Dionysus calls to that part of us—he is the living embodiment of that dark, beautiful and terrible shard of the human soul. When we give in to it, we are his. But Dionysus is not a jealous god! It is enough that we, like the Thebans, go out to meet him and join in the revel every now and then. Our shadows need to be expressed but they can be expressed deliberately, channeled into appropriate and healthy pursuits.
We don’t need to let our shadows devour us: that would be the end of civilization and the end of virtue, and that’s not, as a general statement, what Dionysus wants from us at all. He certainly does not demand it. But we have to give our shadows a place in our lives. We have to entertain Dionysus in order to stay healthy and balanced. Because when we suppress our shadows, war against our shadows, pretend they are not there—when we imprison Dionysus and threaten those who do give him the honor he deserves—we do so futilely and at our own peril.
Dionysus is a god; he will not be imprisoned. He will not be defeated. The god of breaking bonds will never be bound. And if we, like Pentheus, refuse to admit Dionysus into our lives, the results will be catastrophic. Dionysus will have his way with us one way or another. The choice is ours: either we give honor to Dionysus on our own terms, or he compels us to give honor to him. And he is a god who knows no limits. Dionysus does not use safe words or designated drivers.
When we suppress our shadows they gnaw at us from the inside, and they tear us apart just as Dionysus tore the king’s palace apart. Healthy appetites become unhealthy obsessions. When we do not engage with our shadows, our shadows make ever-greater demands from us; our psyches fester in ever-deeper darkness. And eventually, we lose. Eventually, because we refuse to bend to Dionysus, we are broken by him. The results are ugly, and they leave a wake of victims. Pentheus ended up dismembered and decapitated by his mother; the psychosexual implications are not accidental.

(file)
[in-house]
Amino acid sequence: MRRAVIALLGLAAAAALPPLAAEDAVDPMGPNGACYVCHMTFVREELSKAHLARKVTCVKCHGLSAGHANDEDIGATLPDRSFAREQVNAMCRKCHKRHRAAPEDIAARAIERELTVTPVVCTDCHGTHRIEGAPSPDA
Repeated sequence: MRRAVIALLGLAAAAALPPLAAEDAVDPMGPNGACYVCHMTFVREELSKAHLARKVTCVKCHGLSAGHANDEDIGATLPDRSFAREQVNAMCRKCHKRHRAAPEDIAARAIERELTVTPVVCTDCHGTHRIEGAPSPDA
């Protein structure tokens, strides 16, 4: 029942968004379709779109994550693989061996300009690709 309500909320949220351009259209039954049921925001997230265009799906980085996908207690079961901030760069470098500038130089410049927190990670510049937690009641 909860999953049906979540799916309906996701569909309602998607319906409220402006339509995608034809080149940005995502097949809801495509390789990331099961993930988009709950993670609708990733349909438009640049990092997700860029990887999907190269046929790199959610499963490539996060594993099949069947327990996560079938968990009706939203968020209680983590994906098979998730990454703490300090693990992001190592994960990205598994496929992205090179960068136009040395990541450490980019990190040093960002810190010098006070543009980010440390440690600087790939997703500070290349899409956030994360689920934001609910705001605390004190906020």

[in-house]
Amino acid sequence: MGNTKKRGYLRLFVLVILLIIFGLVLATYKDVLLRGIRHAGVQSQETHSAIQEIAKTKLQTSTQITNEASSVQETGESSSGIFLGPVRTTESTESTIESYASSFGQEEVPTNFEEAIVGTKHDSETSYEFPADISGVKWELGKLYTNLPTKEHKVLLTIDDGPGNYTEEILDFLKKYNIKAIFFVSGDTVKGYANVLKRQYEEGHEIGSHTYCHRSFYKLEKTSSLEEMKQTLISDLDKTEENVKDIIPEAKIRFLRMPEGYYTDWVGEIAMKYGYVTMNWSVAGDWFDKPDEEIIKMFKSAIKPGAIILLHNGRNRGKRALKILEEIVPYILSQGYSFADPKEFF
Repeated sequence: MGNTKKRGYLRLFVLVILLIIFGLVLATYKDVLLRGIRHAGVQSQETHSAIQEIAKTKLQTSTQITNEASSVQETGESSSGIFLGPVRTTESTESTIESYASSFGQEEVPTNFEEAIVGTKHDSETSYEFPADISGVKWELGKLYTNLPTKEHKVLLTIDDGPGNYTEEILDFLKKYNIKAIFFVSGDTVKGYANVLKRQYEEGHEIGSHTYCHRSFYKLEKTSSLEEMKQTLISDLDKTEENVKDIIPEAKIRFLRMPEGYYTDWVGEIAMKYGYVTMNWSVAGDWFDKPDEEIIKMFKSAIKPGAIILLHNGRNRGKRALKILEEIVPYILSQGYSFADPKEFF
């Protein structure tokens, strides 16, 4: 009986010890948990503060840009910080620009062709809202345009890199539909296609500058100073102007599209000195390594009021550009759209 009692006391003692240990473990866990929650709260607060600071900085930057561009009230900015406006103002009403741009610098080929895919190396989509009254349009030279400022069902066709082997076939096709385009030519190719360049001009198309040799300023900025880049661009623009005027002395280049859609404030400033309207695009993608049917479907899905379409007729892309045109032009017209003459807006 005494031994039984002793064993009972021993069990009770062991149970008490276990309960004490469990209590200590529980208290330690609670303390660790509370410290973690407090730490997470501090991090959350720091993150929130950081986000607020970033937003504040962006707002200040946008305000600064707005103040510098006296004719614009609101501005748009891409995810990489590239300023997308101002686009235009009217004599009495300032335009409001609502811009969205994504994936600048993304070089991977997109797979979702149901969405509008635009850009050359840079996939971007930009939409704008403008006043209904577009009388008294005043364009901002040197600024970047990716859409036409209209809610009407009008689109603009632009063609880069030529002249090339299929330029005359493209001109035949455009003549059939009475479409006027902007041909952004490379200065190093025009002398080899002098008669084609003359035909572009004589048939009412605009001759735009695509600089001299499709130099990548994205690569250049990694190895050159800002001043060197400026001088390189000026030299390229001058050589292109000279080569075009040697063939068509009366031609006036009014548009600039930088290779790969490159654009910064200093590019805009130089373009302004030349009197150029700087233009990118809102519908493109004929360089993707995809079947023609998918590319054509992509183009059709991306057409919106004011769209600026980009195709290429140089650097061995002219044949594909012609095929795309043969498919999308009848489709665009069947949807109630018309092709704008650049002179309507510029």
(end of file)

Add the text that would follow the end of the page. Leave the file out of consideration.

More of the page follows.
So we party. We dance. We fuck. We drink. We fight. We let our hair down and have a good time when good times are called for because we have to. Its built in to who we are. If we think we can suppress those urges all the time and conquer that part of us completely we are fooling ourselves, and the script for our destruction has already been written, centuries ago.
Just a quick note: my awesome sister-in-law is getting married to an awesome guy, and they awesomely asked me to officiate. I was honored, and I think its a splendid idea, so I went straightaway to the Universal Life Church to get ordained. So now I can blog with even more authority, as a fully vested Space Minister with all the power and knowledge appurtenant thereunto. I even have the authority to absolve you of your sins… in space!
Or, you know, wherever.
And as such, I hereby exercise that authority to absolve YOU of all your sins, right the fuck now. You’re good. Carry on.
PS, it can’t be undone, sorry. If you want to be sinful again, you will have to go out and commit some new ones.
Posted in Music, tagged Agriculture, Alcohol, Ancestry, Art, Copperhead Road, Country Rock, DEA, Death, Distilling, Dodge, Draft, Family, Knoxville, Marijuana, Moonshine, Muscle Cars, Music, Politics, Poverty, Rock and Roll, South, Steve Earle, Tennessee, Vietnam, War on Drugs on January 6, 2011 | 5 Comments »
In case you thought the part about being from Tennessee was a joke.